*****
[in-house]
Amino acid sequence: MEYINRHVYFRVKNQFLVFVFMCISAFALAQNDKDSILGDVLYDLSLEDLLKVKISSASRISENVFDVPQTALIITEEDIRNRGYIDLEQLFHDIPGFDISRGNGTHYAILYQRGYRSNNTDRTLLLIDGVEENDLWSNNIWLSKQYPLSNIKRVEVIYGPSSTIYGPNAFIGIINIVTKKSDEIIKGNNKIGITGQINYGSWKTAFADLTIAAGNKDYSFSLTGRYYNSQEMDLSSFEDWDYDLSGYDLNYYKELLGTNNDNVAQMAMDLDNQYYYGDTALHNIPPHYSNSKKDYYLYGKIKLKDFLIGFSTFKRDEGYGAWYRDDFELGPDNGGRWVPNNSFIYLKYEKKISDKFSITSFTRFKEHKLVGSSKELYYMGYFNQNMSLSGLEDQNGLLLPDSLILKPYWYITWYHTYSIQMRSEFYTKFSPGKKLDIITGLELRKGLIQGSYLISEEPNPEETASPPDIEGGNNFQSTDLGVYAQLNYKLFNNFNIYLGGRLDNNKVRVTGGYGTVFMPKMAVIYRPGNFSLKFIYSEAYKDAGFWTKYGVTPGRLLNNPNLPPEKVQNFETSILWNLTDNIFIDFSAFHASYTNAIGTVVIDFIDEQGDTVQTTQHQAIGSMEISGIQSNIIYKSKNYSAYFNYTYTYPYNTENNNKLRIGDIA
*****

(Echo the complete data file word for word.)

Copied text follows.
[in-house]
Amino acid sequence: MEYINRHVYFRVKNQFLVFVFMCISAFALAQNDKDSILGDVLYDLSLEDLLKVKISSASRISENVFDVPQTALIITEEDIRNRGYIDLEQLFHDIPGFDISRGNGTHYAILYQRGYRSNNTDRTLLLIDGVEENDLWSNNIWLSKQYPLSNIKRVEVIYGPSSTIYGPNAFIGIINIVTKKSDEIIKGNNKIGITGQINYGSWKTAFADLTIAAGNKDYSFSLTGRYYNSQEMDLSSFEDWDYDLSGYDLNYYKELLGTNNDNVAQMAMDLDNQYYYGDTALHNIPPHYSNSKKDYYLYGKIKLKDFLIGFSTFKRDEGYGAWYRDDFELGPDNGGRWVPNNSFIYLKYEKKISDKFSITSFTRFKEHKLVGSSKELYYMGYFNQNMSLSGLEDQNGLLLPDSLILKPYWYITWYHTYSIQMRSEFYTKFSPGKKLDIITGLELRKGLIQGSYLISEEPNPEETASPPDIEGGNNFQSTDLGVYAQLNYKLFNNFNIYLGGRLDNNKVRVTGGYGTVFMPKMAVIYRPGNFSLKFIYSEAYKDAGFWTKYGVTPGRLLNNPNLPPEKVQNFETSILWNLTDNIFIDFSAFHASYTNAIGTVVIDFIDEQGDTVQTTQHQAIGSMEISGIQSNIIYKSKNYSAYFNYTYTYPYNTENNNKLRIGDIA